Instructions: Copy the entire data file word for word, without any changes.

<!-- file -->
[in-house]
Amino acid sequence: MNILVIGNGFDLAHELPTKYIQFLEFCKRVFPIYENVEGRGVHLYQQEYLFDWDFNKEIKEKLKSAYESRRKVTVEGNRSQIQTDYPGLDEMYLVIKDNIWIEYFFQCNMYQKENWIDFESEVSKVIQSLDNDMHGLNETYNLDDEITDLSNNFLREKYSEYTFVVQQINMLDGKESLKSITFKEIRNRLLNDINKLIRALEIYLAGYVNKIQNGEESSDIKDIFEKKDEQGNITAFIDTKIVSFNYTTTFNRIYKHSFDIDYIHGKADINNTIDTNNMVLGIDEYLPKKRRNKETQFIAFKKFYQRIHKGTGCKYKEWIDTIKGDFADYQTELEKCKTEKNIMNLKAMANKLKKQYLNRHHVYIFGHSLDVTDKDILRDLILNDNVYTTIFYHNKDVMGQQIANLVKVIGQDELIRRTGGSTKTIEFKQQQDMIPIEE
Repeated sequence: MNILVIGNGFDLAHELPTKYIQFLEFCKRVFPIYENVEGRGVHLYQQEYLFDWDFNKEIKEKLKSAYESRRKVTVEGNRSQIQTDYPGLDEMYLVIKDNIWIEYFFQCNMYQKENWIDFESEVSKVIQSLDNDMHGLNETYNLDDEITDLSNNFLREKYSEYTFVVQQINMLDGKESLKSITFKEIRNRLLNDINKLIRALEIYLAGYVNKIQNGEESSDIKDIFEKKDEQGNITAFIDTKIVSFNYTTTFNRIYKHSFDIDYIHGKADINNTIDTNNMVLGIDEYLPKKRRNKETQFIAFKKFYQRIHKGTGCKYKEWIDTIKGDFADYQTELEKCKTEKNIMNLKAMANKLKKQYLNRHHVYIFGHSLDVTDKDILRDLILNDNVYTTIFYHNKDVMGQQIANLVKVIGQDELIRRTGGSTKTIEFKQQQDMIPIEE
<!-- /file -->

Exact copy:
[in-house]
Amino acid sequence: MNILVIGNGFDLAHELPTKYIQFLEFCKRVFPIYENVEGRGVHLYQQEYLFDWDFNKEIKEKLKSAYESRRKVTVEGNRSQIQTDYPGLDEMYLVIKDNIWIEYFFQCNMYQKENWIDFESEVSKVIQSLDNDMHGLNETYNLDDEITDLSNNFLREKYSEYTFVVQQINMLDGKESLKSITFKEIRNRLLNDINKLIRALEIYLAGYVNKIQNGEESSDIKDIFEKKDEQGNITAFIDTKIVSFNYTTTFNRIYKHSFDIDYIHGKADINNTIDTNNMVLGIDEYLPKKRRNKETQFIAFKKFYQRIHKGTGCKYKEWIDTIKGDFADYQTELEKCKTEKNIMNLKAMANKLKKQYLNRHHVYIFGHSLDVTDKDILRDLILNDNVYTTIFYHNKDVMGQQIANLVKVIGQDELIRRTGGSTKTIEFKQQQDMIPIEE
Repeated sequence: MNILVIGNGFDLAHELPTKYIQFLEFCKRVFPIYENVEGRGVHLYQQEYLFDWDFNKEIKEKLKSAYESRRKVTVEGNRSQIQTDYPGLDEMYLVIKDNIWIEYFFQCNMYQKENWIDFESEVSKVIQSLDNDMHGLNETYNLDDEITDLSNNFLREKYSEYTFVVQQINMLDGKESLKSITFKEIRNRLLNDINKLIRALEIYLAGYVNKIQNGEESSDIKDIFEKKDEQGNITAFIDTKIVSFNYTTTFNRIYKHSFDIDYIHGKADINNTIDTNNMVLGIDEYLPKKRRNKETQFIAFKKFYQRIHKGTGCKYKEWIDTIKGDFADYQTELEKCKTEKNIMNLKAMANKLKKQYLNRHHVYIFGHSLDVTDKDILRDLILNDNVYTTIFYHNKDVMGQQIANLVKVIGQDELIRRTGGSTKTIEFKQQQDMIPIEE